Tesla to Address Range Anxiety, But Investor Anxiety May Be Another Matter -

There is much talk these days about the bright future of electrically powered cars, and specifically about Tesla, the Palo Alto, California-based manufacturer of pricey electric models. Tesla has become a story stock, a company whose share price has rocketed upward because of popular buzz and media attention rather than actual corporate performance. In the case of Tesla, much of its media coverage is aimed at the company’s illustrious CEO Elon Musk and the cult of entrepreneurial personality that surrounds him. Musk, who started out with software and online service companies, has acquired a reputation as a visionary from the renown of Tesla and his Space Exploration Technologies Corp., aka Space-X, a space transport/services company. Story stocks’ sky-high valuations often stem from perceived potential, not current performance, and Tesla falls squarely into this category. As a result, compared with that of large car companies, Tesla’s share price defies logic. Companies can fudge a lot of numbers, but they can’t fudge sales. GM’s recent price-to-sales ratio has been around 40 cents on the dollar, and Ford’s, around 45 cents — with annual revenue of about $155 billion and $144 billion, respectively. Yet with revenue of only about $4 billion, Tesla’s recent price-to-sales has recently topped $8, catapulting the company’s market capitalization (the total value of outstanding shares) to a remarkable $25 billion, compared with $60 billion for GM and $65 billion for Ford. Tesla investors pay 20 times as much as GM and Ford investors pay for sales. Is a dollar of Tesla sales worth 20 times the dollar of sales generated by GM or Ford? Unless Tesla’s financial performance improves dramatically, investors loading up on Tesla at such prices may be sorely disappointed when the bloom eventually falls off this rose and the stock’s valuation aligns with industry realities. Nonetheless, Tesla shares remain priced up as the company has become a touchstone for ballyhooing the future of electric cars. Electric cars may someday rule the world, but that time currently isn’t foreseeable. Battery technology has a long way to go before it is light and efficient enough to power cars for long distances — a necessity for real success as long as technologies for rapid-charging stations and power grids that can handle them remain nothing more than futuristic visions. Even as lower-priced Teslas come on the market, challenged by the far more affordable models emerging from other manufacturers, the limited range of Teslas makes them beyond the reach of people who can’t afford an additional car just for local use or short trips. Between $70,000 and more than $100,000 for a Tesla S is a lot for an individual to pay for a second car or for a family to pay for a third car for limited use. Moreover, electric cars in general suffer from resale woes owing to the allure of federal tax incentives for new purchases. When these incentives end, resale values may do better, but new sales could then suffer.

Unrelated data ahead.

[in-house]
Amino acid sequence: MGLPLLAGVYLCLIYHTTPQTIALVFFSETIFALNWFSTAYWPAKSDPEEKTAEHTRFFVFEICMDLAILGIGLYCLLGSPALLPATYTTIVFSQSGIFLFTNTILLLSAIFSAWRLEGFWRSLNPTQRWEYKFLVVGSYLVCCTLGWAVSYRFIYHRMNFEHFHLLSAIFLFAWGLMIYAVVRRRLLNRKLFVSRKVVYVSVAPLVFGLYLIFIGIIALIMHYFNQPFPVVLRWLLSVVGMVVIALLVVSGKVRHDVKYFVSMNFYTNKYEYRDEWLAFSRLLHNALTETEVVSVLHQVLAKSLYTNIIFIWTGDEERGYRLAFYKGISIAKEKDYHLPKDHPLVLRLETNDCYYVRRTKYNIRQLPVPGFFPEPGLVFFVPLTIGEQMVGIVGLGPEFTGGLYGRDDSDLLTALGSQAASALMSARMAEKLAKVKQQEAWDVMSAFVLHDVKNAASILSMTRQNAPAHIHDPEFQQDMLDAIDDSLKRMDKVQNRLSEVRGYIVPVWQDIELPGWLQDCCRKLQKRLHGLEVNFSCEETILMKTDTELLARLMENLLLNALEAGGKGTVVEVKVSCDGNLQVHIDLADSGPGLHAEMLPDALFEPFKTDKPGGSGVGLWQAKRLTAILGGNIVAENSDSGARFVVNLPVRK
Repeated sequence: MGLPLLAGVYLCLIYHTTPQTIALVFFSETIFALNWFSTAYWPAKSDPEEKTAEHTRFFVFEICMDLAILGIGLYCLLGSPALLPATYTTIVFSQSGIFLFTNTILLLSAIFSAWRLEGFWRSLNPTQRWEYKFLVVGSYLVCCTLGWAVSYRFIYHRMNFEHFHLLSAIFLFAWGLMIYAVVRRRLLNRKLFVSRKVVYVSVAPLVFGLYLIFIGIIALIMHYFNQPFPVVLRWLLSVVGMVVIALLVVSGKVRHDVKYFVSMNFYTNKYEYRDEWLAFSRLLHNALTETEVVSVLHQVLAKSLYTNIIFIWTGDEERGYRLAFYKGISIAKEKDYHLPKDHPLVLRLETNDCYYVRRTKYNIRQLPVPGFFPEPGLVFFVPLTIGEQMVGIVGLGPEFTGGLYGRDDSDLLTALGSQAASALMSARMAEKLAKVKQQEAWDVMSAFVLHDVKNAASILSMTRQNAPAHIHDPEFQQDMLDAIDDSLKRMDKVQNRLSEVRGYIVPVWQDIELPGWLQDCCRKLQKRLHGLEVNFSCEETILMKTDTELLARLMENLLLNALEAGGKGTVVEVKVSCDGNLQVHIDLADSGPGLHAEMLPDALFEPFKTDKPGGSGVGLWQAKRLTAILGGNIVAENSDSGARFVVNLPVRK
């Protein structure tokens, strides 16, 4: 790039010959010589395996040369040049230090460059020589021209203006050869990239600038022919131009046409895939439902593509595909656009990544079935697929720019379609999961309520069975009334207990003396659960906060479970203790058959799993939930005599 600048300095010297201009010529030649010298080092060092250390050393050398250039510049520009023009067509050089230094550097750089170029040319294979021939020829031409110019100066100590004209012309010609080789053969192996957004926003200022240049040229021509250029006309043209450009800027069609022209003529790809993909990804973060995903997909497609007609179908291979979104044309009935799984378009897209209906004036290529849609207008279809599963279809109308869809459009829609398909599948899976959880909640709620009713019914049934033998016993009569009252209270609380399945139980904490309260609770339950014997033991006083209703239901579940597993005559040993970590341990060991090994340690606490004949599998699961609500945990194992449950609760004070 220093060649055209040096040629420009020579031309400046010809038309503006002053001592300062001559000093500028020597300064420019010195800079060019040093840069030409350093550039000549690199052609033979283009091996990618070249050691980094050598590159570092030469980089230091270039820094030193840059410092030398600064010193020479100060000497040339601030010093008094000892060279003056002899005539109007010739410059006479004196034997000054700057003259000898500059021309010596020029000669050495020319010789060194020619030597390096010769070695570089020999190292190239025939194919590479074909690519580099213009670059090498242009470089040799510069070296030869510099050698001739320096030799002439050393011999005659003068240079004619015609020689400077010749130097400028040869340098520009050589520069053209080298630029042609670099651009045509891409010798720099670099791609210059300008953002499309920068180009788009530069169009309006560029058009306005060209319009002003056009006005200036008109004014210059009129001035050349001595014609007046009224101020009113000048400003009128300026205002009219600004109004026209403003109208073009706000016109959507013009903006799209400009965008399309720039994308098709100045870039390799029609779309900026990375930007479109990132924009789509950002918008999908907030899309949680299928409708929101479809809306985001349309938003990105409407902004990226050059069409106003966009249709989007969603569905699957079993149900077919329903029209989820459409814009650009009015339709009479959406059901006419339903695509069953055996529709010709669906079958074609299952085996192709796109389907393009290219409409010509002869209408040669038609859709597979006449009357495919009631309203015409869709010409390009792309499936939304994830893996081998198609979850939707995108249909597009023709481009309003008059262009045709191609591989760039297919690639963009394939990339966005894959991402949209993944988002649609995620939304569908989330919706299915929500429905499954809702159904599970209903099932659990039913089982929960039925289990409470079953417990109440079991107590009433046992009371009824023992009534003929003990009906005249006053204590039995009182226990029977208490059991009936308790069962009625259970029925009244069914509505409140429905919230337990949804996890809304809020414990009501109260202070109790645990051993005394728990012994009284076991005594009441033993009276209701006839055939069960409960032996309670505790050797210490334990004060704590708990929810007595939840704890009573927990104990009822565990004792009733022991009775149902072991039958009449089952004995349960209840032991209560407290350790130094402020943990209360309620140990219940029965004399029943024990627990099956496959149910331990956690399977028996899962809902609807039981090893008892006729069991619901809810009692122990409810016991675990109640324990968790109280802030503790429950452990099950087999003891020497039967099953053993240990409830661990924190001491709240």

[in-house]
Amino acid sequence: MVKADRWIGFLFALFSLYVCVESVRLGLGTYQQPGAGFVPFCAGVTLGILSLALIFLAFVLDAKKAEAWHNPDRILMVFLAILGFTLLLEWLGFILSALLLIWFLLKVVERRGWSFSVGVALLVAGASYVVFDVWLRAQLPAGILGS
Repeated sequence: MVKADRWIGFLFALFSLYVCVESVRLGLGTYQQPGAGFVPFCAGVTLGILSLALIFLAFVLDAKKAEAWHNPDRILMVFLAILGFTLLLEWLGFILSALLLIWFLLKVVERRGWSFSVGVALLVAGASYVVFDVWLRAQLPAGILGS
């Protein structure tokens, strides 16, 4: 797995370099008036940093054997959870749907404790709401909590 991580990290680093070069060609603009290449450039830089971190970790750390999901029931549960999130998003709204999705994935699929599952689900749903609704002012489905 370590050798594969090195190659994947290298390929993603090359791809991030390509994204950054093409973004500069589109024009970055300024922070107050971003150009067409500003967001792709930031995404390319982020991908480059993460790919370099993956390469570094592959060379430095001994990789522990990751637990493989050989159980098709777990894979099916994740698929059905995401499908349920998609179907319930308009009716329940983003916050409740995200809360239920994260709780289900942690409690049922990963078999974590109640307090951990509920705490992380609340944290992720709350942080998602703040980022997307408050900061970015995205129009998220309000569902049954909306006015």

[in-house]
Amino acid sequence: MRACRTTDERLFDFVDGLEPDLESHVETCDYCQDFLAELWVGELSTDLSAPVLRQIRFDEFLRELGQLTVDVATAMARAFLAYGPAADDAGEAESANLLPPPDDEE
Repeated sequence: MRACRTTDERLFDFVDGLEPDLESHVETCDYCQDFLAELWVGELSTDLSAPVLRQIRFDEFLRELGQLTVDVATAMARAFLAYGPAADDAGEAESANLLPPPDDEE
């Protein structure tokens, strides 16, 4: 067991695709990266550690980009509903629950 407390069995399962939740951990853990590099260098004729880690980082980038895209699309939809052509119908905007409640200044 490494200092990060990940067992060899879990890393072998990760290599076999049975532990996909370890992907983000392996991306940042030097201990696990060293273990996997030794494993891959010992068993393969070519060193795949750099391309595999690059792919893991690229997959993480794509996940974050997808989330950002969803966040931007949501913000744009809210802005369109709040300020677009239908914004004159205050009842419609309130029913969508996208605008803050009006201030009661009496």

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When Is Taking A Yellow Cab Cheaper Than Using Uber?

When Is Taking A Yellow Cab Cheaper Than Using Uber?

(photographybynatalia)

Anyone who’s ever found themselves facing Uber’s surge rates has probably grumbled something along the lines of, “Well, at least cabs don’t charge more when it’s busy.” Which is true in most places with taxis licensed by the city where they operate. But what about other times when surge isn’t in effect — which service provides a cheaper ride?

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2015 Tax Tip: The Best Tax Write-Off -

When the time comes time to do your taxes, it really pays to be a parent. “If you’re supporting your kids and they’re living at home, chances are you qualify to claim them as a dependent — and those will help you save you on your taxes,” says Eric Smith of the Internal Revenue Service. Each child declared as a dependent can shave $3,950 off of your taxable income. Smith says there’s even more savings to be had for a middle-income family with a child under 17 years of age, via the Child Tax Credit. “It’s a credit of up to $1,000 and it will reduce your tax liability. And, if you’re in a lower- to moderate-income range, it can actually be what we refer to in tax lingo as refundable,” says Smith. A person caring for an elderly parent and paying 50 percent of their living expenses can also claim the parent as a dependent.

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